It was no sooner than the March of Dimes Special Silver Sets began hitting the street that owners began reporting relatively minor errors being found on many of the reverse proof dimes.
Reverse proof refers to the finish on the coin where the devises are polished to a mirror-like finish and the fields are given a frosty matte finish. Typically proof dies are processed with just the opposite effect; mirror-like fields and frosted devices, an effect referred to as “cameo proof.”
A number of the dimes showed up on the Internet coin forums with owners showing and describing such defects as the coins being struck through a bit of lint or dirt. Another coin was reportedly struck from what appears to be a rim-damaged die.
The piece struck from a rim-damaged die is interesting in that it presents the enigma of “what happened?” Unfortunately, I can never extend a definitive answer to such errors as the damage could have occurred as a result of many different mishaps.
It could have occurred as the die was having its rim machined into it or sometime during transport, storage or use. Because such defects in the dies are generally considered trivial to collectors, they are ignored by both error collectors and collectors of normal coins. A defect like this one will not affect value one way or another and probably not be factored into the grade. The one shown here was sent in by John Taxter of New York who provided the image.
Also shown here is a Gold Standard Corporation “Quarter Ounce” die produced by Roger Williams Mint circa 1977 for Conrad J. Braun. It exhibits rather severe die damage to the die in the form of a rim ding. While I can speculate that the damage occurred by the die being dropped on another die or tooling, since I was not there when the damage occurred I can never be sure.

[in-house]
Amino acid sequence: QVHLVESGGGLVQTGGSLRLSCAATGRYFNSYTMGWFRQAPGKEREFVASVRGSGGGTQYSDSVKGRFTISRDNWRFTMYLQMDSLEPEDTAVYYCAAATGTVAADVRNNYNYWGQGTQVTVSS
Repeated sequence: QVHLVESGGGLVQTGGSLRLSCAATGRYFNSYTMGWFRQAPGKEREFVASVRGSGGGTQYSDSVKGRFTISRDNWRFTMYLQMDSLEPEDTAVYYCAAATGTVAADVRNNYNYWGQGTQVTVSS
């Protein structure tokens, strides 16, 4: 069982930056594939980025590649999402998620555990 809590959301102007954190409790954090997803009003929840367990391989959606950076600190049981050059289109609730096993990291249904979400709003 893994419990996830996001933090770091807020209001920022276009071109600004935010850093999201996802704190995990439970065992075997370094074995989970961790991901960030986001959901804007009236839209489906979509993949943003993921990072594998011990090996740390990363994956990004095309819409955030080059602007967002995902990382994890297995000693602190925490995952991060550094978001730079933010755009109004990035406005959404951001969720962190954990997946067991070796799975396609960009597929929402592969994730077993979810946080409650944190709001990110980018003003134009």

In all cases that I’ve seen so far, March of Dimes coins struck through lint or dirt have been of a minor nature. They do not have an exclusive on this affliction since proof coins of today and yesteryear are found like this every day. Unfortunately, these “errors” rarely add value to a coin and can actually reduce value.
The problem is that such errors are not large enough to elicit any interest from error collectors so there is no value to be found there. Conversely, folks who want a normal coin find such defects detracting to the coin and will often pass on such a piece or only buy it at a reduced price.
My advice to recent buyers of such sets has been and will continue to be, if it’s not large enough to interest an error collector, return it to the Mint as soon as possible for a replacement. There is nothing worse than watching the value of a coin go up only to realize later that it has a defect that reduces its value after the return period is over.
Ken Potter is co-author of “Strike It Rich With Pocket Change” and has written many feature articles for “Numismatic News” and for “World Coin News.” He is also a member of the board for the Combined Organizations of Numismatic Error Collectors of America. He can be contacted via email at firstname.lastname@example.org for more information on CONECA, or to comment on this story. An educational image gallery may be viewed on his website at www.koinpro.com.